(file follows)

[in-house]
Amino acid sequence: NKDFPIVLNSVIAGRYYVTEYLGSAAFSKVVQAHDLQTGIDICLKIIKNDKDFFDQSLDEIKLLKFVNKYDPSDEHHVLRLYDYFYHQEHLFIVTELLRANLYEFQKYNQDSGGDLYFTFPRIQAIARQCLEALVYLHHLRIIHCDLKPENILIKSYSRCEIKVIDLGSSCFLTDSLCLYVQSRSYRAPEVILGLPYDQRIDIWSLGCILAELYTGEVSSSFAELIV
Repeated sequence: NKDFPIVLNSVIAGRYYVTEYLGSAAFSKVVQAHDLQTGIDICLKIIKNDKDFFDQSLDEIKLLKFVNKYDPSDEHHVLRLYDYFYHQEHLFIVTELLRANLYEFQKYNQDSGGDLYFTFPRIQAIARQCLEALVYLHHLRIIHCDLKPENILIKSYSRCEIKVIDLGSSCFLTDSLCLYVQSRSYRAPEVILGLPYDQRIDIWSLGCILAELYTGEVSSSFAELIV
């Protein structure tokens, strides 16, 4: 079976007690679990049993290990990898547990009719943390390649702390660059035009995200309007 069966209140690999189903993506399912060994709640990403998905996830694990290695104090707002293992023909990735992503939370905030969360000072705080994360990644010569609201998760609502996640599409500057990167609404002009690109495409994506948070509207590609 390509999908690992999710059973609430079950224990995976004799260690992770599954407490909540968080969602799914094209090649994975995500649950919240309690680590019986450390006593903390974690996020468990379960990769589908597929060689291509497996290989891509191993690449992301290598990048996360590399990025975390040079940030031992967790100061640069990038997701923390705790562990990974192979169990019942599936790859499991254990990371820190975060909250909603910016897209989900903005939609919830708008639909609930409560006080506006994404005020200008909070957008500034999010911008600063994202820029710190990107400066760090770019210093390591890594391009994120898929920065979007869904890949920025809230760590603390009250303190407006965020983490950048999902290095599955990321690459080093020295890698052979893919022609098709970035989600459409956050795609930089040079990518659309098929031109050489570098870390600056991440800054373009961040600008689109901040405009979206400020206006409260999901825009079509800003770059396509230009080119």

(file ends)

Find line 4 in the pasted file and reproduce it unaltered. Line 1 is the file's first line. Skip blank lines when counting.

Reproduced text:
């Protein structure tokens, strides 16, 4: 079976007690679990049993290990990898547990009719943390390649702390660059035009995200309007 069966209140690999189903993506399912060994709640990403998905996830694990290695104090707002293992023909990735992503939370905030969360000072705080994360990644010569609201998760609502996640599409500057990167609404002009690109495409994506948070509207590609 390509999908690992999710059973609430079950224990995976004799260690992770599954407490909540968080969602799914094209090649994975995500649950919240309690680590019986450390006593903390974690996020468990379960990769589908597929060689291509497996290989891509191993690449992301290598990048996360590399990025975390040079940030031992967790100061640069990038997701923390705790562990990974192979169990019942599936790859499991254990990371820190975060909250909603910016897209989900903005939609919830708008639909609930409560006080506006994404005020200008909070957008500034999010911008600063994202820029710190990107400066760090770019210093390591890594391009994120898929920065979007869904890949920025809230760590603390009250303190407006965020983490950048999902290095599955990321690459080093020295890698052979893919022609098709970035989600459409956050795609930089040079990518659309098929031109050489570098870390600056991440800054373009961040600008689109901040405009979206400020206006409260999901825009079509800003770059396509230009080119």